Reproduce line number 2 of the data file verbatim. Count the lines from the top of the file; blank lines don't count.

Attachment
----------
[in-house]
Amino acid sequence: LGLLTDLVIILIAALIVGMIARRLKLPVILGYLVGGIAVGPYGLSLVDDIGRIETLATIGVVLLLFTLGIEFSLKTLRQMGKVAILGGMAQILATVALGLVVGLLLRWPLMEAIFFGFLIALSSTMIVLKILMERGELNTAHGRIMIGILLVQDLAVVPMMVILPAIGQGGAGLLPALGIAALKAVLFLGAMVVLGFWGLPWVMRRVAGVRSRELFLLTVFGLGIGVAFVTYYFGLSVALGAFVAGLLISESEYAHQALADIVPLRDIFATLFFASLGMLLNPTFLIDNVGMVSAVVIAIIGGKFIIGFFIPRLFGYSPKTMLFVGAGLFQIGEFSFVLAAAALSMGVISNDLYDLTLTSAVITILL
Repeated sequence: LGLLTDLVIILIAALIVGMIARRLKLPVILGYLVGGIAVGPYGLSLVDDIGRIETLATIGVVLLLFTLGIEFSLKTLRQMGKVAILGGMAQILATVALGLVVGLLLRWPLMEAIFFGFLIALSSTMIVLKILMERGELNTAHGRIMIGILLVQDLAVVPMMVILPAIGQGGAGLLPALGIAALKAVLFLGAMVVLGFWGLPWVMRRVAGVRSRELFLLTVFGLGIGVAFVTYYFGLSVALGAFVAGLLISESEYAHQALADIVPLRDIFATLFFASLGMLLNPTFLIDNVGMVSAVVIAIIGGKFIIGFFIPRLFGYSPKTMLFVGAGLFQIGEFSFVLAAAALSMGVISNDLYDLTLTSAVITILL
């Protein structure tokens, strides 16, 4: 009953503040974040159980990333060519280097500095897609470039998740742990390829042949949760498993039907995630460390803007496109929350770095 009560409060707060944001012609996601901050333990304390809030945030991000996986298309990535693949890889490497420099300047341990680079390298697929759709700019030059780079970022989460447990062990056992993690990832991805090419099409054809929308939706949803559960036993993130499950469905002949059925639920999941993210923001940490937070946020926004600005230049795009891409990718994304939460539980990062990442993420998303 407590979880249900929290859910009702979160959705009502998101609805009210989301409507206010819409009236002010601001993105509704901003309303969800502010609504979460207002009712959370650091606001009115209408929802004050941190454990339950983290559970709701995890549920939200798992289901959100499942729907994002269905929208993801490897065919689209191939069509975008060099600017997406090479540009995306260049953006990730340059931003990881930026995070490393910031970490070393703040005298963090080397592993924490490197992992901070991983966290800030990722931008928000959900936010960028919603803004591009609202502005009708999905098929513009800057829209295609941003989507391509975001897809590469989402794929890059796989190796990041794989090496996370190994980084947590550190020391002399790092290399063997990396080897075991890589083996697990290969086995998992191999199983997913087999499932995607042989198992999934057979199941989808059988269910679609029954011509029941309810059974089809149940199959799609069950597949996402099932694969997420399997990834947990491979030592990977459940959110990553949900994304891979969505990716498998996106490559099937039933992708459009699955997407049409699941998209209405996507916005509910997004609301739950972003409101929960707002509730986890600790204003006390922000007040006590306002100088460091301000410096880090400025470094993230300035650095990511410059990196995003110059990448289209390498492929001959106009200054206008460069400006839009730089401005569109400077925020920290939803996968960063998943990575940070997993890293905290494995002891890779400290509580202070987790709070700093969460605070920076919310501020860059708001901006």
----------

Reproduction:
Amino acid sequence: LGLLTDLVIILIAALIVGMIARRLKLPVILGYLVGGIAVGPYGLSLVDDIGRIETLATIGVVLLLFTLGIEFSLKTLRQMGKVAILGGMAQILATVALGLVVGLLLRWPLMEAIFFGFLIALSSTMIVLKILMERGELNTAHGRIMIGILLVQDLAVVPMMVILPAIGQGGAGLLPALGIAALKAVLFLGAMVVLGFWGLPWVMRRVAGVRSRELFLLTVFGLGIGVAFVTYYFGLSVALGAFVAGLLISESEYAHQALADIVPLRDIFATLFFASLGMLLNPTFLIDNVGMVSAVVIAIIGGKFIIGFFIPRLFGYSPKTMLFVGAGLFQIGEFSFVLAAAALSMGVISNDLYDLTLTSAVITILL